Discarded bottles of urine found along Britain’s best known motorway the M1 – Photographed over 3 years 2015 – 2017 over the 193 mile route between London & Leeds.
The M1 is the vagus nerve that links our heads to our guts.
From our brains to the enteric system’s ‘little brain’ in our digestive tracts.
‘This motorway starts a new era in road travel. It is in keeping with the bold new scientific age in which we live’ Ernest Marples, opening the M1 in 1962.
This road has connected every stage of my life, from my childhood, hurtling through the night, flung between the West Midlands and West Yorkshire, impromptu escapes from the marital home to return to family. Here is the newly mobile family, with two parents never having to quite settle, never quite leaving. Back and forth. Tarmac and concrete expressing the ambivalence of a Welfare State marriage. A modern family, our lives smeared across the six lanes, the promise of escape but the cold reality of traffic jams near Woodall services.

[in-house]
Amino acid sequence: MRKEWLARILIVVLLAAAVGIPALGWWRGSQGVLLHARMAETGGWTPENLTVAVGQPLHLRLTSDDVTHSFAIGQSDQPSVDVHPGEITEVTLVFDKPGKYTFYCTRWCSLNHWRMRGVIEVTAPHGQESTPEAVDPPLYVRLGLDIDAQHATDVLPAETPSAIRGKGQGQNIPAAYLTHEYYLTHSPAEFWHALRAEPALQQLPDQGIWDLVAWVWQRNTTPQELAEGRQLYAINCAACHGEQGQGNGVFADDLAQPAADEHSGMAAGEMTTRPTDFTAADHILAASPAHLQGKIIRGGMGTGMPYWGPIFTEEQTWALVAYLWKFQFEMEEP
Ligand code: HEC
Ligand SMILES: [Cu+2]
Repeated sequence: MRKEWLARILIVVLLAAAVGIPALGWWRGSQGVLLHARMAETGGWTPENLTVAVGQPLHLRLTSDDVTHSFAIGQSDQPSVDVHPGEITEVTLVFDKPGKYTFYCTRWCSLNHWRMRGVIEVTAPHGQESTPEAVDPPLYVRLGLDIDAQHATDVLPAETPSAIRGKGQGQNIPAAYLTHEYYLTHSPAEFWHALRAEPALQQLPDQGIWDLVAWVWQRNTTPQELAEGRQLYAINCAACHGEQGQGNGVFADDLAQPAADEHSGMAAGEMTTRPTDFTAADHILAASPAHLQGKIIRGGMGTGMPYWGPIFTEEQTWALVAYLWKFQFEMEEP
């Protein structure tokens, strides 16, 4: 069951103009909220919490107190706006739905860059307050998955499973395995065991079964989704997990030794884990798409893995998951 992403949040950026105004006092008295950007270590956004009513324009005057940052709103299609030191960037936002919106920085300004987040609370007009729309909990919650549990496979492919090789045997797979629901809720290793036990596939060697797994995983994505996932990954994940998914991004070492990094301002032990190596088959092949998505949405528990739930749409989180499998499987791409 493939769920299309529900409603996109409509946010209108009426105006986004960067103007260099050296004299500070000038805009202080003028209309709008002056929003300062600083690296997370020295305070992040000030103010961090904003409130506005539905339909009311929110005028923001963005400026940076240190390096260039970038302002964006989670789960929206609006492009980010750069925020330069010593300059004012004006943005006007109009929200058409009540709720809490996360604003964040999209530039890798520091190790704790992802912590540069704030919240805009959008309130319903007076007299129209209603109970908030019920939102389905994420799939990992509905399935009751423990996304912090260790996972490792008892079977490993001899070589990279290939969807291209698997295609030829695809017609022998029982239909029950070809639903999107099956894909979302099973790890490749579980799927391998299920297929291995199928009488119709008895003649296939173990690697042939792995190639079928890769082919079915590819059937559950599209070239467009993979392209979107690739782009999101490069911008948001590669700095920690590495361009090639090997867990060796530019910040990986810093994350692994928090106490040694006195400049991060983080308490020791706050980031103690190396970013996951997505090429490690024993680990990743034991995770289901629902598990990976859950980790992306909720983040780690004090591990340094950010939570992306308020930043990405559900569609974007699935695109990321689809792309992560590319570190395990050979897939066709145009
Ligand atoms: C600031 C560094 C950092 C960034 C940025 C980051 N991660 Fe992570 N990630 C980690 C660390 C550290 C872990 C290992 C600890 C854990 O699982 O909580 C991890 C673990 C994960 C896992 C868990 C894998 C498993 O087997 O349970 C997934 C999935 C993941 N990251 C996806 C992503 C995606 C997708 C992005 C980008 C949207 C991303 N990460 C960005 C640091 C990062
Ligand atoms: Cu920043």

‘This yellow brick road leading to a new Jerusalem’ Jonathan Glancey, the Guardian
The hire vans lumping music gear and knock-off furniture, exporting the smell and sound of small Leeds terrace houses to other cities – friends and roadies and hangers-on and merch-sellers anaesthetised on Crucial Brew on old mattresses in the back, the long fug of motorway travel, the engine’s discordant drone punctuated by idle chatter, a war of attrition of words, of hyperbole and bollocks, lobbing piss-filled bottles out onto the grassy bankings – those strange spaces piled up by Irish navvies, that are neither ours nor theirs. Our very own territorial pissings.
‘On this magnificent road the speed which can easily be reached is so great that senses may be numbed and judgement warped’ Marples
A travelogue narrated through bodily effluent. A motorway journey described in the call and response of the full bladder. A British road movie – Two Lane Blacktop and Wild At Heart reduced to a trail of piss-filled plastic bottles. The British road movie – a contradiction in terms. In Britain there is always an ending, it is always finite. Where do we go on Fridays, with Radio One on the tinny stereo, just outside Watford Gap – to the Big Smoke or the North Sea?
And thinking about the sea reminds me I need to piss.